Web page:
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Sunday, December 10, 2023

The government complains about an empty treasury when it comes to flood recovery, but it quickly found a billion for public sector salaries

By: I. K. (Nova24TV.si)

From the government side, we have been hearing stories for some time about how the financial treasury is empty, to the extent that the country will not be able to afford flood recovery as promised. This was also the main reason for a new tax pogrom on citizens and entrepreneurs – the so-called “solidarity contribution”, which will take away one day’s worth of earnings from each citizen. Additionally, the government is proposing further taxation of banks, and Minister Boštjančič has stated that they will not stop there. But beware! There seems to be enough money – the state is preparing a major reform of public sector salaries – the largest since Virant’s reform in 2008. It will cost citizens almost a billion euros!

The government has presented a proposal to trade unions in the public sector for the elimination of pay disparities and the transfer of job positions to a new pay scale, which will cost taxpayers approximately 847 million euros – excluding salaries of officials and directors, which are not counted in the public sector salary fund. In the end, the reform will cost around one billion euros or 1,000,000,000.00 euros. Let’s not forget! Just a few weeks ago, Tanja Fajon, Robert Golob, and Luka Mesec assured us that there was no money.

Minister for Public Administration, Sanja Ajanović Hovnik, believes that negotiations can be concluded by October 15th, with implementation over three years, and the start of implementation set for January 1st, 2025, one year before the elections. “Because it involves such a large amount, it is clear – and it was already clear at the beginning of this year – that these reforms cannot be implemented immediately.”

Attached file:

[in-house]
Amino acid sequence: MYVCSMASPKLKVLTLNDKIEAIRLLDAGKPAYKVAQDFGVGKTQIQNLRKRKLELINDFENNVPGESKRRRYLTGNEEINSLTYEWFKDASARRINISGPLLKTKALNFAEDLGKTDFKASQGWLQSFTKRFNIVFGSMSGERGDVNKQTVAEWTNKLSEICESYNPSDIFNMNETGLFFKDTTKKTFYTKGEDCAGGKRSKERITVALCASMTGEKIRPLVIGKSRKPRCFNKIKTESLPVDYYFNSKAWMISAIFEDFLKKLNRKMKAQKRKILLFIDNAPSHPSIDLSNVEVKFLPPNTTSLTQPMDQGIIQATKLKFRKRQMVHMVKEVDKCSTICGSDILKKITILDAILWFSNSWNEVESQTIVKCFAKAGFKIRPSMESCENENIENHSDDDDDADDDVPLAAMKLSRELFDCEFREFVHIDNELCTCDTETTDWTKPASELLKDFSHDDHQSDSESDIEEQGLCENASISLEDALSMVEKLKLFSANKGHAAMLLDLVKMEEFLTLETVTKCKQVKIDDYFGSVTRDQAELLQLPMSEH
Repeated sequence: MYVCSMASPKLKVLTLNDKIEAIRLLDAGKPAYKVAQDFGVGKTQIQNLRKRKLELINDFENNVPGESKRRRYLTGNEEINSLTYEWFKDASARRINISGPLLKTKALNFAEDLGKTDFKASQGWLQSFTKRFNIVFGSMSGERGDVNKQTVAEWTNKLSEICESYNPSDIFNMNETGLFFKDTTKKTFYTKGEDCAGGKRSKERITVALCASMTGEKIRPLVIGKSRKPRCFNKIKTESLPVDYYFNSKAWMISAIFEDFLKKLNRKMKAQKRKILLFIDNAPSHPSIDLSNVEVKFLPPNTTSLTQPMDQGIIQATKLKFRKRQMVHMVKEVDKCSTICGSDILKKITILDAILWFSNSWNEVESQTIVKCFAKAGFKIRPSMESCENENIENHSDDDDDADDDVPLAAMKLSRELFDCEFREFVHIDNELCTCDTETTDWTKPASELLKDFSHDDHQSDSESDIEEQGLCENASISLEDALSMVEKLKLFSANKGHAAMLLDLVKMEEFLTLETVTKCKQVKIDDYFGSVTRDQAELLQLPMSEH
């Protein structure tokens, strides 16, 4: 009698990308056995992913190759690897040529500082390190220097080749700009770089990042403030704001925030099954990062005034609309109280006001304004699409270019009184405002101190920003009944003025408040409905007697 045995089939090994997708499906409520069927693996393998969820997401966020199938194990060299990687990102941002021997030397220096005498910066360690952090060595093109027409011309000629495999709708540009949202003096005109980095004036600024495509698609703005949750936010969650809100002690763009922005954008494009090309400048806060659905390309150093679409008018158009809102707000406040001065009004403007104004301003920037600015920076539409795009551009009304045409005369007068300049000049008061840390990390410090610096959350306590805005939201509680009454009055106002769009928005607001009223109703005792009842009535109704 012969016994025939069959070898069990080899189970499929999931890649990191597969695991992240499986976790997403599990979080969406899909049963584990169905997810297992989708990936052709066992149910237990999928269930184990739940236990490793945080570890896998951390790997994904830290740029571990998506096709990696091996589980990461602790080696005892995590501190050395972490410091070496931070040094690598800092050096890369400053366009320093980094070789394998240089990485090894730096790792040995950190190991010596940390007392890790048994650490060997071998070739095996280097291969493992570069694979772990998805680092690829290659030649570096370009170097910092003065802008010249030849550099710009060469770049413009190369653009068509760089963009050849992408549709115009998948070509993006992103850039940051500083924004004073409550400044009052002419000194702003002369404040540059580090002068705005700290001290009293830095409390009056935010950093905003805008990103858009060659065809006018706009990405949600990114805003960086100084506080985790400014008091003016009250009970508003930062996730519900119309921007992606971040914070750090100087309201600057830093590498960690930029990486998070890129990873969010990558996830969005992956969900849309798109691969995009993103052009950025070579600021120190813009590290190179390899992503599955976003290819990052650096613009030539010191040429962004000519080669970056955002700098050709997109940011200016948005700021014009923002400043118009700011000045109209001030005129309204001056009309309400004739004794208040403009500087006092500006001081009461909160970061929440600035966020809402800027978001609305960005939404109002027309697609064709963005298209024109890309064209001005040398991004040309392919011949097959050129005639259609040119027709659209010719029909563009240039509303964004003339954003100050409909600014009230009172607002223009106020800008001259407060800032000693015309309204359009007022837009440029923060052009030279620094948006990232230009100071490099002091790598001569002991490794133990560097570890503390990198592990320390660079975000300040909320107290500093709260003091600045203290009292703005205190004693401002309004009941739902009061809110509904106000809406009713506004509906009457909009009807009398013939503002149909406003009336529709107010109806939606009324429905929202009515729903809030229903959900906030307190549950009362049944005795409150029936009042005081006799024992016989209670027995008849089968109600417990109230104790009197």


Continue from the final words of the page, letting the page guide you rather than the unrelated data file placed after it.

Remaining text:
This will primarily result in increased pressure on the social equalisation of income, further exacerbating the problems of wage compression. In the end, cleaners will be dangerously close to administrators and advisors. The first pay grade on the new pay scale will be valued at the minimum wage, meaning a 25% increase or even slightly higher for those currently in the 25th pay grade.

A billion euros can be found for the public sector

Janša’s income tax reform was annulled because the state could not afford an 800 million euro shortfall. This is what government representatives explained at the time when they began deducting part of the salaries from us again on January 1st, the portion that Janša’s government had left us. Correction: apparently, they can afford it – even more, they can afford it, but only for public servants, not for all workers (including those in the public sector). It is important to note that the public sector already has higher salaries than the private sector, and after the reform, the total wage bill in the public sector will increase by 27%, which amounts to 1.5 billion euros compared to 2022, as individual partial agreements with privileged groups within the public sector have already been adopted.

While we are undergoing a salary reform in the public sector, which will cost the state a billion euros, the European Central Bank (ECB) is calling for the restraint of salary demands. ECB Vice President Luis de Guindos recently told the German newspaper Süddeutsche Zeitung that unions should avoid excessive demands for salary increases. According to him, it is necessary to avoid a wage-inflation spiral because it has no winners. However, this does not seem to concern the Slovenian government – it has once again shown that it divides people into first and second-class citizens. Those in public administration are simply first-class.


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